FIG. 6 is a perspective view of a routing clip 50 in accordance with a second embodiment of the present invention. The routing clip 50 is integrally molded from a plastic material, such as mylon 6,6 and comprises a U-shaped channel 52 having two substantially parallel upstanding walls 54. Atop each of the two walls 54 are inwardly curving projections 56, each of which is curved toward an opposite end of the routing clip 50.

FIG. 7 is a top view of the routing clip 50 shown in FIG. 6. Inwardly curving projections 56 do not reach the centerline of the routing clip 50 represented by the dashed line in the figure.

FIG. 8 is a side view of the routing clip 50 shown in FIG. 6. The inwardly curving projections 56 are thicker in a height direction, as apparent in FIG. 8, then in a width direction, as apparent in FIG. 7. Because of this difference, inwardly curving projections 56 will readily flex in a radial direction, as indicated by the arrows in FIG. 7, but will not readily flex in the vertical direction shown in FIG. 8. As a consequence, inwardly curving projections 56 will flex radially when a tube or the like is inserted into the U-shaped channel 52. The angling of the top surface 58 of the inwardly curving projections 56 facilitates this deflection.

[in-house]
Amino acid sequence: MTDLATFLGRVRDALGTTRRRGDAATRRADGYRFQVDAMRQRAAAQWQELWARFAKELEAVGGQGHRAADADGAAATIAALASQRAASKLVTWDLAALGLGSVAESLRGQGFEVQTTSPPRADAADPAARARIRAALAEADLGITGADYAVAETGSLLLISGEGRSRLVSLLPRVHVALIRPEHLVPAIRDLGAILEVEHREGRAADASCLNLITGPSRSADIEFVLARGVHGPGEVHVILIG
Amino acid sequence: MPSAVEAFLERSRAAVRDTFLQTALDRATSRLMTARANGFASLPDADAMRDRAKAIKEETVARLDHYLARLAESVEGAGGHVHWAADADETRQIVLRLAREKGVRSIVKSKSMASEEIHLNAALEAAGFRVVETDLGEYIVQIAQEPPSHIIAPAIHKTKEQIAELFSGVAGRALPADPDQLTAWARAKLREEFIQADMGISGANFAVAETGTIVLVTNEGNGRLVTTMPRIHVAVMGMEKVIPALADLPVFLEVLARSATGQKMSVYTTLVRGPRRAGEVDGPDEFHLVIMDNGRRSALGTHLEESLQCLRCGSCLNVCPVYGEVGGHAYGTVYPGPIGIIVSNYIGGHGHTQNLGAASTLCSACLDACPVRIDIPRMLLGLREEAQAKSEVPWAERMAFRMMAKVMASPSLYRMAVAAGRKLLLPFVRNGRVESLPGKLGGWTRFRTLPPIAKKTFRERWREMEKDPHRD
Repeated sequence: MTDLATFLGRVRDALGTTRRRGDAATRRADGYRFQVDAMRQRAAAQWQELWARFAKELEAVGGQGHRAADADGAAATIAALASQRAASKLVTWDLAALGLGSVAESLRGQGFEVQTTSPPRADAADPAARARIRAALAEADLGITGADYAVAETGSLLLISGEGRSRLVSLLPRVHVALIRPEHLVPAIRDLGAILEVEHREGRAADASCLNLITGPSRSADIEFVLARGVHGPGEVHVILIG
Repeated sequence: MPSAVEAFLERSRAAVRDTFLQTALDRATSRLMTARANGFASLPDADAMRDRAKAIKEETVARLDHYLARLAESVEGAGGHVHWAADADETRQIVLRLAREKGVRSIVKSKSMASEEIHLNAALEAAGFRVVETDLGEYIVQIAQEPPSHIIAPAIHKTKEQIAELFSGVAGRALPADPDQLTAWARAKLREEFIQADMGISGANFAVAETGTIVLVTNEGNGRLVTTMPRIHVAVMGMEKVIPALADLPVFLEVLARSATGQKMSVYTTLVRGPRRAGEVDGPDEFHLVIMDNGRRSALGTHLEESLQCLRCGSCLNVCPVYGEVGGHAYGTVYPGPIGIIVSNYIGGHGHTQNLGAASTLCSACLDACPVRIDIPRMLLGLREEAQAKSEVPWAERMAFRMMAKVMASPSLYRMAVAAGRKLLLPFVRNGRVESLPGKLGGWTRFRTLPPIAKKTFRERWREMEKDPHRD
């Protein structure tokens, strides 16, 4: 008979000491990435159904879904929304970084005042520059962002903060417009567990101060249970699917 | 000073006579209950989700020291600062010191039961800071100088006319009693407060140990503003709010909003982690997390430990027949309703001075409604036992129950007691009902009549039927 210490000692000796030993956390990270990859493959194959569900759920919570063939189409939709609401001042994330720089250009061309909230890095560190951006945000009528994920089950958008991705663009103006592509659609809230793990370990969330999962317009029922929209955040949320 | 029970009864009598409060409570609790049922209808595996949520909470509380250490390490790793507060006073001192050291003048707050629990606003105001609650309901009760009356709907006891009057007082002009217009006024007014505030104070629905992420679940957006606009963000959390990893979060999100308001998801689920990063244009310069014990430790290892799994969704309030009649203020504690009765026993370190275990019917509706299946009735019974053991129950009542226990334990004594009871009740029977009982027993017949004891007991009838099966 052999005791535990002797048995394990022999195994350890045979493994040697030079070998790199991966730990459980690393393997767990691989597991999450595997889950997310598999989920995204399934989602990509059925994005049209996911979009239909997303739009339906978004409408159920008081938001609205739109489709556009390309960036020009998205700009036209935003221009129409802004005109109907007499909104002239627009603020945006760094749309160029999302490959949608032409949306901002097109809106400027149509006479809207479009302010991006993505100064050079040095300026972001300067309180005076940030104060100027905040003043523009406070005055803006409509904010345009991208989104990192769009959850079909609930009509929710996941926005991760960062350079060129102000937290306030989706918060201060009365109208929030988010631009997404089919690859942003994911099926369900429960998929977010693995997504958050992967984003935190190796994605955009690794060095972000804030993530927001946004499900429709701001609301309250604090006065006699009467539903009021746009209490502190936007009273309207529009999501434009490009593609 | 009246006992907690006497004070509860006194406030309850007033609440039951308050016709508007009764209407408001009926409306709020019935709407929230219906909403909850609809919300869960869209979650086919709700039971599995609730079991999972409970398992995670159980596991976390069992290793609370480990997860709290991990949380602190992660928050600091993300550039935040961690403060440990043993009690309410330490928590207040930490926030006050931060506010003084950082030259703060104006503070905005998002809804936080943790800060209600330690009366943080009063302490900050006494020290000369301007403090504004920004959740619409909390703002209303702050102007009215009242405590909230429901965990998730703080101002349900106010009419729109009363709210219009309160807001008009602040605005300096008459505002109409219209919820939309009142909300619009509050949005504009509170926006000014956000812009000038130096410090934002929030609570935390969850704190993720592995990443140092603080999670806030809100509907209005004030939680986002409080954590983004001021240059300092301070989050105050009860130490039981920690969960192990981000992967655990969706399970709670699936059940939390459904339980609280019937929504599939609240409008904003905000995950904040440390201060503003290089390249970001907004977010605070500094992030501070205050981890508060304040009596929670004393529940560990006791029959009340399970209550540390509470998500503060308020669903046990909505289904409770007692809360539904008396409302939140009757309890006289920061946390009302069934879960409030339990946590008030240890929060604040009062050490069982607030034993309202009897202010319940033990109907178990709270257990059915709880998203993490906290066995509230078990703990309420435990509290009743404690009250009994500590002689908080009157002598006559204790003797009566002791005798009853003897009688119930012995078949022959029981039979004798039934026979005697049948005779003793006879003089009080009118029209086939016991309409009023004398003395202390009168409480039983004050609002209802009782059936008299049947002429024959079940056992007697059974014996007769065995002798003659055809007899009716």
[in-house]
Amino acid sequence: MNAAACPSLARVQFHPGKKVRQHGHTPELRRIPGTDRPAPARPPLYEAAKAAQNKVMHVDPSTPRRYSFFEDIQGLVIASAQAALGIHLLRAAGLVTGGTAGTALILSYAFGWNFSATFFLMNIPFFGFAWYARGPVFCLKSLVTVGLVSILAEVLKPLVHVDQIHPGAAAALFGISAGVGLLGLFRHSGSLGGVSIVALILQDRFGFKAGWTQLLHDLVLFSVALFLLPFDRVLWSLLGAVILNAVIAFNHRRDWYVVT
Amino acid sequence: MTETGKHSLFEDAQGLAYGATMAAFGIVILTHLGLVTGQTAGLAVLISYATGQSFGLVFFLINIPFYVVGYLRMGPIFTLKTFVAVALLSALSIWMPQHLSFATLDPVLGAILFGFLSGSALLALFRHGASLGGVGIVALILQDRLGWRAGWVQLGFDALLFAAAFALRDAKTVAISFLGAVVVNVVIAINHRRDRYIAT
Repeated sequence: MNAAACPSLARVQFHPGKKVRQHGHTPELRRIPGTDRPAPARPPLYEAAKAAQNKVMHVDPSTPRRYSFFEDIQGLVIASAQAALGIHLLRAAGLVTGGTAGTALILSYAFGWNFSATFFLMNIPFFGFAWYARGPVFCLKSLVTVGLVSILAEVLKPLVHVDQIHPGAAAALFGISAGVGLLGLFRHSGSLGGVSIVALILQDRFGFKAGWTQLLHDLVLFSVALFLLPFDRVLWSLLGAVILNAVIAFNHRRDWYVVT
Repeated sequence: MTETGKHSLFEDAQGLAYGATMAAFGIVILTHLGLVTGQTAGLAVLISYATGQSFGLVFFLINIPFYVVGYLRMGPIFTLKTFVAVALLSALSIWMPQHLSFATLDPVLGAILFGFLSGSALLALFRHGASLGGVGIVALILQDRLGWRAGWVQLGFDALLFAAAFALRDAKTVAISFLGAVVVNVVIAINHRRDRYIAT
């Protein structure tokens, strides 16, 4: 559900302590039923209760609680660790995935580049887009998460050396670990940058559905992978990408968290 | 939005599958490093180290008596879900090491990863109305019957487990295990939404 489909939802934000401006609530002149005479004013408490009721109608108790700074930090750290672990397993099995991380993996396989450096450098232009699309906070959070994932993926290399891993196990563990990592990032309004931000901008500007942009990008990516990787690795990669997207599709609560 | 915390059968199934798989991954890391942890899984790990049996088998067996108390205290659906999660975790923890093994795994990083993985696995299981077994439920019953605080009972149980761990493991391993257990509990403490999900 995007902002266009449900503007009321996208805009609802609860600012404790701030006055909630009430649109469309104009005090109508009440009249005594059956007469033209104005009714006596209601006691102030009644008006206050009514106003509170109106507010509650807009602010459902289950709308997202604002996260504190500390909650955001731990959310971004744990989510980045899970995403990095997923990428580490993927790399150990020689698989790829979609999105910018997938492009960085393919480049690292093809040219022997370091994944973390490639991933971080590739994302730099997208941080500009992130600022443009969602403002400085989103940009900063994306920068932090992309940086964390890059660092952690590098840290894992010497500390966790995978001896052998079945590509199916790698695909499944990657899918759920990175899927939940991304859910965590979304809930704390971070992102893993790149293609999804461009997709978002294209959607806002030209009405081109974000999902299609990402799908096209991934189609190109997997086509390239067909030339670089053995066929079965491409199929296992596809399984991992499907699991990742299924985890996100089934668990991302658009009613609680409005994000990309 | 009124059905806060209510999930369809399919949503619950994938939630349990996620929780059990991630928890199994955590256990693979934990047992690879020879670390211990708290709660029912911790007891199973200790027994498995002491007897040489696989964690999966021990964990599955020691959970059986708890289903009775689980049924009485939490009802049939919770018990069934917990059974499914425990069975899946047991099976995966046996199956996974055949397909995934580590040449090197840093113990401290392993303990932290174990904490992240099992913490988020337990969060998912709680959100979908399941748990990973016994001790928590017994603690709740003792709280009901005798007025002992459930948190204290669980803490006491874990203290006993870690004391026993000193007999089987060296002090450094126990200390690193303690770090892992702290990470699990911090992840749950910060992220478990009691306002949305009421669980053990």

FIG. 9 is an end view of the routing clip 50 shown in FIG. 6 illustrating the difference between the upper surface 58 and the lower surface 60 of the inwardly curving projections 56, which, as indicated by the dashed line, do not reach the centerline of the routing clip 50. The lower surface 60 has a bevel facing an end of the U-shaped channel which causes a force removing a tube from within U-shaped channel 52 to turn inwardly curving projections 56 in toward the centerline. The interior of the routing clip 50 also may be seen to be rounded and to include projections 62, which are visible in FIG. 7 and which may help secure a tube in U-shaped channel 52.